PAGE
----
Jeld-Wen Interior Hardwood Door: What It Is, How It Is

Jeld-Wen interior hardwood doors, in both slab and pre-hung versions, are found at Home Depot and independent retailers. What is this door, where can you use it, and what’s the difference between the two?

What It Is

Jeld-Wen Interior Hardwood Door - What It Is

It is a door intended only for interior installations (closets, bathrooms, etc.). It is made of either an MDF or finger-jointed pine base, with hardwood veneer for appearance. It comes in either slab version (door only) or pre-hung (frame and other features), with the slab costing roughly half the price of the pre-hung version.

Objective Details

Home Depot and other retailers sell Jeld-Wen interior hardwood doors, yet not much information is available in the store about what this is exactly and how it is constructed.  Here are details:

They Call it a “Flush All Panel” Door

Jeld-Wen uses the term “flush” to mean that the two large facing surfaces are completely flat. It also uses the unusual term “all panel,” which really just means that it has one panel instead of several panels (as found with a classic six panel door).

Slab vs. Pre-Hung

In general, a slab door is just the door and a pre-hung door is the door that is already attached to an outer frame with hinges. Specifically for these Jeld-Wen doors, you receive (and do not receive):


  • Door
  • Doorknob hole already cut out for you
  • No:  mortises for hinges, doorknob, hinges, staining, or sealing


  • Door
  • Doorknob hole already cut out for you
  • Door mortised for hinges, plus the hinges, plus the hinges already attached to the door
  • Outer frame to which the door is already attached by hinges
  • Cut-out in the door frame to accept a strike plate
  • No:  Strike plate, doorknob, staining, or sealing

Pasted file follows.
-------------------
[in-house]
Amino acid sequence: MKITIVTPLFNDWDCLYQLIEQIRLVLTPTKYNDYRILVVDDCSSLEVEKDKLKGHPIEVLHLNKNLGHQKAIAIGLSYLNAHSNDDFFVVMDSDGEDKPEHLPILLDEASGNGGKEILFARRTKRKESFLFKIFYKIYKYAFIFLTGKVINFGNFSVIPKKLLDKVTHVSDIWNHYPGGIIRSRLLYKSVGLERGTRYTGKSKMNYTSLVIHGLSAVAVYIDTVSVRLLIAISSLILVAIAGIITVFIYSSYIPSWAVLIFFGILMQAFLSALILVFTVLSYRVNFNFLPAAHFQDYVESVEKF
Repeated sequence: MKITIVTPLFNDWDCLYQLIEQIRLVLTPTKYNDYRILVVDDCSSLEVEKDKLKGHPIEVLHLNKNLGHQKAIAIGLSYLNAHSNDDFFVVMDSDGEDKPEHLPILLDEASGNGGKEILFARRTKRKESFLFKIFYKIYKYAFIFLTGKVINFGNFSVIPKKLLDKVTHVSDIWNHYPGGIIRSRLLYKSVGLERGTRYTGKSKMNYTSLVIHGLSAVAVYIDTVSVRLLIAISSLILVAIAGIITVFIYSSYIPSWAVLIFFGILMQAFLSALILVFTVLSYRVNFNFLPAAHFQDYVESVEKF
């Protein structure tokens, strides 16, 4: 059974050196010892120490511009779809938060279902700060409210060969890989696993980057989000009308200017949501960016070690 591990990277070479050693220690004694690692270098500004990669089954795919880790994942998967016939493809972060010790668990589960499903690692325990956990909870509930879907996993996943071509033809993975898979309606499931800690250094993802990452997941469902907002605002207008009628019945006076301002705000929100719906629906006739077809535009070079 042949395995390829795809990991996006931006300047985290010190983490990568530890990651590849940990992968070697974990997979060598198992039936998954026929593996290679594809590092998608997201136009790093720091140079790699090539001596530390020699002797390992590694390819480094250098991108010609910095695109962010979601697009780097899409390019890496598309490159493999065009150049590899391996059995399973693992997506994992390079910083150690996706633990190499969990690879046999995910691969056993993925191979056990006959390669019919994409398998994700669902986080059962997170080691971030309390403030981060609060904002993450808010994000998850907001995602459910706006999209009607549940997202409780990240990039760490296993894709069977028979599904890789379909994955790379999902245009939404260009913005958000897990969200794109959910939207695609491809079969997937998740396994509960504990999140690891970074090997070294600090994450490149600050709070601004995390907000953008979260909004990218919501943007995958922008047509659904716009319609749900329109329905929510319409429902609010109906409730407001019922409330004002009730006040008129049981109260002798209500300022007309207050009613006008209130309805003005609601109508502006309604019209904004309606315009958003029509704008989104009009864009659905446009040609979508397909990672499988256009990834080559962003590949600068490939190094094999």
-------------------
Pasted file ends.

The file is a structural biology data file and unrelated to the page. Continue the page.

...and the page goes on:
How It Is

I have purchased a few of these Jeld-Wen doors, both slab and pre-hung. My experience has been mainly good. I find that it is an attractively priced but delicate product due to a poorly applied veneer that was nearly a deal breaker. Quality is inconsistent from door to door.


Attractive but not overly beautiful inexpensive hardwood veneered on top of either an MDF or a pine core. As with all other cheap hardwoods, you can stain it to give it a richer appearance. For me, a smooth mid-century modern appearance was important, but I had no need for an expensive door.


Because these doors are so inexpensive, you can afford to change out all the doors in your house, if desired. The pre-hung doors are in the $65 to $80 range, and similarly-sized slab doors are about half the price.

Material Types Not Labeled

Not all Jeld-Wen interior hardwood doors use the same base and veneer materials. Even the Jeld-Wen site does not clearly state which kind of base you are getting, but it seems to me that the slab doors have a finger-jointed pine base and the slab door have an MDF base. Jeld-Wen offers veneers in red oak, birch, and tropical hardwood (which I believe would mean luan), but again, this is not listed on the packing materials.